As the authors of Natural Capitalism point out, anything that involves an expenditure of money adds to the GDP.

Jonathan Rowe writes:

The GDP is simply a gross measure of market activity, of money changing hands. It makes no distinction whatsoever between the desirable and the undesirable, or costs and gain. On top of that, it looks only at the portion of reality that economists choose to acknowledge—the part involved in monetary transactions. The crucial economic functions performed in the household and volunteer sectors go entirely unreckoned. As a result the GDP not only masks the breakdown of the social structure and the natural habitats upon which the economy—and life itself—ultimately depend; worse, it portrays such breakdown as economic gain.

The internal accounting mechanism of the large corporation is similar to that entailed in calculating GDP, in that it counts expenditure on inputs as the creation of wealth. Given the pervasiveness of stat cartelization, a major share of the economy is made up of oligopoly markets dominated by a handful o firms. Because oligopoly firms tend to be “price-givers” rather than “price-takers,” and to be able t pass their costs on as a markup to the consumer via administered pricing, they are largely insulated from competitive pressure for minimizing costs.

The dominant firms in an oligopoly market usually have similar internal cultures in most regards, and are likely to follow the same “best practices.” Many such aspects of their business models aren’t matters for competition, because they are based on the same set of unquestioned assumptions common to the institutional culture of the entire industry.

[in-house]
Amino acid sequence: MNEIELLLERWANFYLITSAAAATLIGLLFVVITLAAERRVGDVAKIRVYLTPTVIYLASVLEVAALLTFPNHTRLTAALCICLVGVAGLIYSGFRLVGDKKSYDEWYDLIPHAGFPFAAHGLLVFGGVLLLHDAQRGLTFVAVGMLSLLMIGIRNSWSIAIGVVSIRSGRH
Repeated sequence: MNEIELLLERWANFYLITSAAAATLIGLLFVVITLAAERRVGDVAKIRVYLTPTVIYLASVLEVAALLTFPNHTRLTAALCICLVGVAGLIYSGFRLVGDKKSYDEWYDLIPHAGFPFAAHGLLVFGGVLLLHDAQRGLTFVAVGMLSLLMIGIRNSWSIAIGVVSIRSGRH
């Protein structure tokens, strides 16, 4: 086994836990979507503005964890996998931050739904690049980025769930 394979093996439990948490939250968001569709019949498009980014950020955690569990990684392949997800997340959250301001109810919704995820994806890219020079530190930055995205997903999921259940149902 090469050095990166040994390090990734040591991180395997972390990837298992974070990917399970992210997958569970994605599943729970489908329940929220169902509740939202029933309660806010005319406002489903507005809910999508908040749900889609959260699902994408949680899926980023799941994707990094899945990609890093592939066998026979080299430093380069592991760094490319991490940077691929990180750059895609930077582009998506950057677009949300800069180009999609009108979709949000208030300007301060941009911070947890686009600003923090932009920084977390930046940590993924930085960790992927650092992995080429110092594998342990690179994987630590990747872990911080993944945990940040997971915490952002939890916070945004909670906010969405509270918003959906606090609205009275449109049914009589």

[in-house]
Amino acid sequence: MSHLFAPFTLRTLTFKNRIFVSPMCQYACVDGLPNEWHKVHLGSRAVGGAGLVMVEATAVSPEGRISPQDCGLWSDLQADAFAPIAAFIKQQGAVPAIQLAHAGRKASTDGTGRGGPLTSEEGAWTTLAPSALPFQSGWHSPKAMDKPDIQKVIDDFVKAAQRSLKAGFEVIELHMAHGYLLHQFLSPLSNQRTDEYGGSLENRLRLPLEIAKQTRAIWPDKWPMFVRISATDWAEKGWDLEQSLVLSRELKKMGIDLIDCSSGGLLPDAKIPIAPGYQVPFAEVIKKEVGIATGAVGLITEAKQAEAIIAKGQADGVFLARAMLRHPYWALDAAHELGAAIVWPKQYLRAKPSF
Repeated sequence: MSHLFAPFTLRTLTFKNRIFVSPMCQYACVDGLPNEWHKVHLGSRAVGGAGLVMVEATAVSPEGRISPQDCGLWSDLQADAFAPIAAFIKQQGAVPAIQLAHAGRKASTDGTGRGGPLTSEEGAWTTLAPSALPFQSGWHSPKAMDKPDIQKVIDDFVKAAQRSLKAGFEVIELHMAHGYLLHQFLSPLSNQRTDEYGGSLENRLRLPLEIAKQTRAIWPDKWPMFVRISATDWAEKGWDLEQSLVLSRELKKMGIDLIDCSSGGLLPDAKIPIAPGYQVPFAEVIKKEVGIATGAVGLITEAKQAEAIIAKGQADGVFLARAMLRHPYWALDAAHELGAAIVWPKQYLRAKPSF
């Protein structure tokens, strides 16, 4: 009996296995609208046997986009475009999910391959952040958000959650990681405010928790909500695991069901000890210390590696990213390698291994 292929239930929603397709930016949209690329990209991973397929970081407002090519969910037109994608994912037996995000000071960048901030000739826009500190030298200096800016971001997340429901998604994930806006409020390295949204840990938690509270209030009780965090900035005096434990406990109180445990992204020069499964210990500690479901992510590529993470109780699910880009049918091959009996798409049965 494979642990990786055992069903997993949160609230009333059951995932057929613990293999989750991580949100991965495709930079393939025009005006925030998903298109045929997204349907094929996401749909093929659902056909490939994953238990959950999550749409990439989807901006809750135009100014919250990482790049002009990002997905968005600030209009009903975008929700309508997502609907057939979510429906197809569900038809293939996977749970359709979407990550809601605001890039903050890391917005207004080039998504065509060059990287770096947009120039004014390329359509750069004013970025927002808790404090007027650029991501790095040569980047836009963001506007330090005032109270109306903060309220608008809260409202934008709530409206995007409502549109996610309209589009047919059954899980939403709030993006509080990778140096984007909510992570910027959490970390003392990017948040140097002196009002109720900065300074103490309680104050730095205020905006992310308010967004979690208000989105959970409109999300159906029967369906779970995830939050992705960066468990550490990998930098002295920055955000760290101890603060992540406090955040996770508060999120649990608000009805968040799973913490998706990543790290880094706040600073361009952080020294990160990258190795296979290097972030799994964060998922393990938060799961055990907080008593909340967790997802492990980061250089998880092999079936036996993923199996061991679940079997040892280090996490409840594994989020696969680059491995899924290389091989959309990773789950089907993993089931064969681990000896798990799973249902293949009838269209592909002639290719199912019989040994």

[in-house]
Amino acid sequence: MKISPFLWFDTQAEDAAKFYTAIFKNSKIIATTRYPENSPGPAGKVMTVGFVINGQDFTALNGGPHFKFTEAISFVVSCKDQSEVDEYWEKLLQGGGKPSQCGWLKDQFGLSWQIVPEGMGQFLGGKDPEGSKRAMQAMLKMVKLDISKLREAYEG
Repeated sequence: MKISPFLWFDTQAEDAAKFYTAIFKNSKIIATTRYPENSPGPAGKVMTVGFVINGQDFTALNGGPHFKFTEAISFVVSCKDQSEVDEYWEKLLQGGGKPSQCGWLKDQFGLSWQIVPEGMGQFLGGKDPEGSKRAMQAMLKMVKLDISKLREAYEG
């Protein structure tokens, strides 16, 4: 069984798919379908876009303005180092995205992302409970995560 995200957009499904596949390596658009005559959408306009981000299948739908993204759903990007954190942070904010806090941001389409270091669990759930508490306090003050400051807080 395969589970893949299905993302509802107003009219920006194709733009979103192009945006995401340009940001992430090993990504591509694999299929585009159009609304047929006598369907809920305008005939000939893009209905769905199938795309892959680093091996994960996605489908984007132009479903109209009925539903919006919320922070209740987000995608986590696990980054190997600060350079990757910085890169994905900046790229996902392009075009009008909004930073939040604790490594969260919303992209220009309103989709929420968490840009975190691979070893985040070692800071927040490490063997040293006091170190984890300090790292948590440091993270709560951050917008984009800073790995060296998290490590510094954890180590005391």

Large corporations are also frequently isolated from pressures to minimize costs because of the superfluity of capital available for investment. Large corporations are rarely dependent either on new stock issues or capital markets to finance new investment, choosing instead to finance expansion of capacity or upgrades of plant and equipment through retained earnings. But as Martin Hellwig pointed out, far from serving as a constraint or imposing the need to ration investment, the value of retained earnings often exceeds the total value of opportunities for rational investment.Under such circumstances, the firm may well overinvest or be prodigal in the use of its funds for the sake of internal empire-building, rather than issue the surplus as dividends.

As with GDP calculations, Robin Marris wrote, the bureaucratic culture of the corporation is likely to divert emphasis from the character of the goods and services produced to the skill with which these activities are organized…. The concept of consumer need disappears, and the only question of interest… is whether a sufficient number of consumers, irrespective of their “real need” can be persuaded to buy [a proposed new product].”

The result, as in the calculational chaos of the old Soviet Union, is not that technical progress stop or that production of a kind takes place, but that enormous sums are spent on capital outlays with n reliable way of knowing whether the expenditure was worth it. The large corporation is riddled with the same irrationality and uneven development that plagued the USSR. ”